Love suffers long and is kind; love does not envy; love does not parade itself, is not puffed up; does not behave rudely, does not seek its own, is not provoked, thinks no evil; does not rejoice in iniquity, but rejoices in the truth; bears all things, believes all things, hopes all things, endures all things.

With love for our neighbour, and for the love of God, that is, in the fullness of Christian charity, let us ‘put on the whole armour of God’ as St. Paul recommended, since the enemies of Christ … and many ‘nice’ and ‘respectable’ people around us are indeed enemies of Christ, virulent in their attacks on Jesus and His Church in our times.

We should also recall and take to heart God’s words to Jeremiah, the great prophet who most closely foreshadowed Jesus in the contradictions and contempt he had to endure in order to remain faithful to God and help save his people:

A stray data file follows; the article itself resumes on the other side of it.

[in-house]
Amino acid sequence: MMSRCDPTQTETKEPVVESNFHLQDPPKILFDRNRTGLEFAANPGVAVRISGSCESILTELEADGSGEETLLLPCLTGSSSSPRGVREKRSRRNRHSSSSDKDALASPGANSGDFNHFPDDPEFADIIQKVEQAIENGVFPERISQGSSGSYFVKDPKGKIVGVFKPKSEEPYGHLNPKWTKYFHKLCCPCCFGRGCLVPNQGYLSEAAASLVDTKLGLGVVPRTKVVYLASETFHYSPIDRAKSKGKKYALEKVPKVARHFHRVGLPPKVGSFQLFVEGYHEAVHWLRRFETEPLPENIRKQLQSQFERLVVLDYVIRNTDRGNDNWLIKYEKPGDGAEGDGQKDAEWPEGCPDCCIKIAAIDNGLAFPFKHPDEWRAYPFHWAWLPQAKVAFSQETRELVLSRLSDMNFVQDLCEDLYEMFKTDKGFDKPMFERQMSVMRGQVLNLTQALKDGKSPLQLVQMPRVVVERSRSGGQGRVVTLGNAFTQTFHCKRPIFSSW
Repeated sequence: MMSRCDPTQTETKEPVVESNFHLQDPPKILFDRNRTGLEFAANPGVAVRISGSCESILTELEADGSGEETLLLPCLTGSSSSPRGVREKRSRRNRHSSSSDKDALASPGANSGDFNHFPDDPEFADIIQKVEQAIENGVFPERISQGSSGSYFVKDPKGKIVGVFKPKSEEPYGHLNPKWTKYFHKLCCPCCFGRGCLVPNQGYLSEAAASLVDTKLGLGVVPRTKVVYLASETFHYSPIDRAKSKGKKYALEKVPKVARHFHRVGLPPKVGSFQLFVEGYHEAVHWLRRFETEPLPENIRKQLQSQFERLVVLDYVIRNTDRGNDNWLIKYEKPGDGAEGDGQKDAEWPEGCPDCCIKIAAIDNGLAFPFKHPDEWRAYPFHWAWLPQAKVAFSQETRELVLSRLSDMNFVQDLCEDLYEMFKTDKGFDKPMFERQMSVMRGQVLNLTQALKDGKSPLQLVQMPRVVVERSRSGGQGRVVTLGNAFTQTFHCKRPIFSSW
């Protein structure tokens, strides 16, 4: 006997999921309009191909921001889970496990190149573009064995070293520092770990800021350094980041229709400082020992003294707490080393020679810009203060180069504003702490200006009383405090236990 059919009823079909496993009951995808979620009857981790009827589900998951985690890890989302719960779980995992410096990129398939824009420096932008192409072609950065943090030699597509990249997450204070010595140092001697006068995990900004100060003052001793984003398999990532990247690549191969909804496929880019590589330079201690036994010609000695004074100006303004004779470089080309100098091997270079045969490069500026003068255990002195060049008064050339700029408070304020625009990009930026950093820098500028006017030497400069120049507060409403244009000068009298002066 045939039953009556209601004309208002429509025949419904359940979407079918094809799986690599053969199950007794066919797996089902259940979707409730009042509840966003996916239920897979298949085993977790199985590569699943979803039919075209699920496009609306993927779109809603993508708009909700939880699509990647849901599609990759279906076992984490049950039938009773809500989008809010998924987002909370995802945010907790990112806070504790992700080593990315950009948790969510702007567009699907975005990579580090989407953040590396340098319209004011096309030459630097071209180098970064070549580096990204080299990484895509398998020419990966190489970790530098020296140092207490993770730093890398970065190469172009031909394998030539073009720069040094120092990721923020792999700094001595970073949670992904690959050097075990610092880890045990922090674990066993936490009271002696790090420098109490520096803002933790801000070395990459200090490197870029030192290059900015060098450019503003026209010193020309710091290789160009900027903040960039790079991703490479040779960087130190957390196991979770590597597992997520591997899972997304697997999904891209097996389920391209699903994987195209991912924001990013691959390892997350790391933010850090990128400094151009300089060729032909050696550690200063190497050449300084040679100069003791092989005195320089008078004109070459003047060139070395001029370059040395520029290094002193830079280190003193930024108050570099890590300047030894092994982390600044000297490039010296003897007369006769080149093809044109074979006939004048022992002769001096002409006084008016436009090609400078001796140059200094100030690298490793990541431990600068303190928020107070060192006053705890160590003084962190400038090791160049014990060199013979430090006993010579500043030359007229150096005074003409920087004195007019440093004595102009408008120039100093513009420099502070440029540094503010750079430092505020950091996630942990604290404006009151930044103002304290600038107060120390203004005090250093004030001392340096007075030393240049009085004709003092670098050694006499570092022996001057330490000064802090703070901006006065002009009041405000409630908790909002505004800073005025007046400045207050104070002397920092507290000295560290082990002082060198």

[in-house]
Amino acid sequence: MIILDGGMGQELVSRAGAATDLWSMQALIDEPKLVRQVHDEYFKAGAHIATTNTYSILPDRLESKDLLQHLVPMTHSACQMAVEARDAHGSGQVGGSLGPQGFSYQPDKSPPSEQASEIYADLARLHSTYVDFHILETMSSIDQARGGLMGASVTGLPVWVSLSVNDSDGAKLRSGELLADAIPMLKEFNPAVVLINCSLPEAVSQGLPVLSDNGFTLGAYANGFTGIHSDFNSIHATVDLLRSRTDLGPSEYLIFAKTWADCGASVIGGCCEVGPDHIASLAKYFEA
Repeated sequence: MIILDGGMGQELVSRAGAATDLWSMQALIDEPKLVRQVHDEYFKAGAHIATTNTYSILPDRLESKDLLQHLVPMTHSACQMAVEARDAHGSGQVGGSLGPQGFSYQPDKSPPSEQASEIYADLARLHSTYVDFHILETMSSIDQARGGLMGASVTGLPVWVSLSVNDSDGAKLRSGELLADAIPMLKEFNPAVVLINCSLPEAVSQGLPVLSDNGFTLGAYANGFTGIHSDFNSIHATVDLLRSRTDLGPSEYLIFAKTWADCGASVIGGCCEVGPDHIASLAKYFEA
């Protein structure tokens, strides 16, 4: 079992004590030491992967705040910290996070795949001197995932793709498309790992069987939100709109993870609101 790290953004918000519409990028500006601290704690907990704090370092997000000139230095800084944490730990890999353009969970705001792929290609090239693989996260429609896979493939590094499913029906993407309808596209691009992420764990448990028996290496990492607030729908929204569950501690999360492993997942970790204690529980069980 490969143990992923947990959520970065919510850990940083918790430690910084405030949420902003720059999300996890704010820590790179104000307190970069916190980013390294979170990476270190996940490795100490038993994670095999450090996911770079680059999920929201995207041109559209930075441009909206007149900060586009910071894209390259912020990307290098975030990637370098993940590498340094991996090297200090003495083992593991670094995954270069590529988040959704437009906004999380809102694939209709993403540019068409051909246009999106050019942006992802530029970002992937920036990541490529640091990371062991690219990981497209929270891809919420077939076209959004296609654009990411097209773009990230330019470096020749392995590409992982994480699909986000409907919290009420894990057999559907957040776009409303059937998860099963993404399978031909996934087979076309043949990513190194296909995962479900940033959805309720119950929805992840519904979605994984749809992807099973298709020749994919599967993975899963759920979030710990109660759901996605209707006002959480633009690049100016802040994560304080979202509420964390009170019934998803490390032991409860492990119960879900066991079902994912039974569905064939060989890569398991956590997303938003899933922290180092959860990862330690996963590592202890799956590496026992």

My people have forsaken Me; therefore, prepare yourself and arise and speak to them all that I command you.  Do not be dismayed before their faces, lest I dismay you before them; for behold, I have made you this day a fortified city and an iron pillar, and bronze walls against the whole land (and) against the people of the land.    They will fight against you, but they shall not prevail against you, for I am with you to deliver you.

Dear friends in Christ, steel and sympathy, both of them, are inherent to and absolutely essential for true Christian love, a living offshoot of Divine Charity.  Is your ‘love’ worldly: all sympathy and softness professing not Catholic and Christian truth but worldly conformity which, holding you in thrall, promises to assure your public ‘acceptability’ and personal satisfaction? In other words, have you lost that steel demanded by Jesus of all His disciples and exemplified so strikingly in His own visit to, and words in, the home town that wanted to own Him?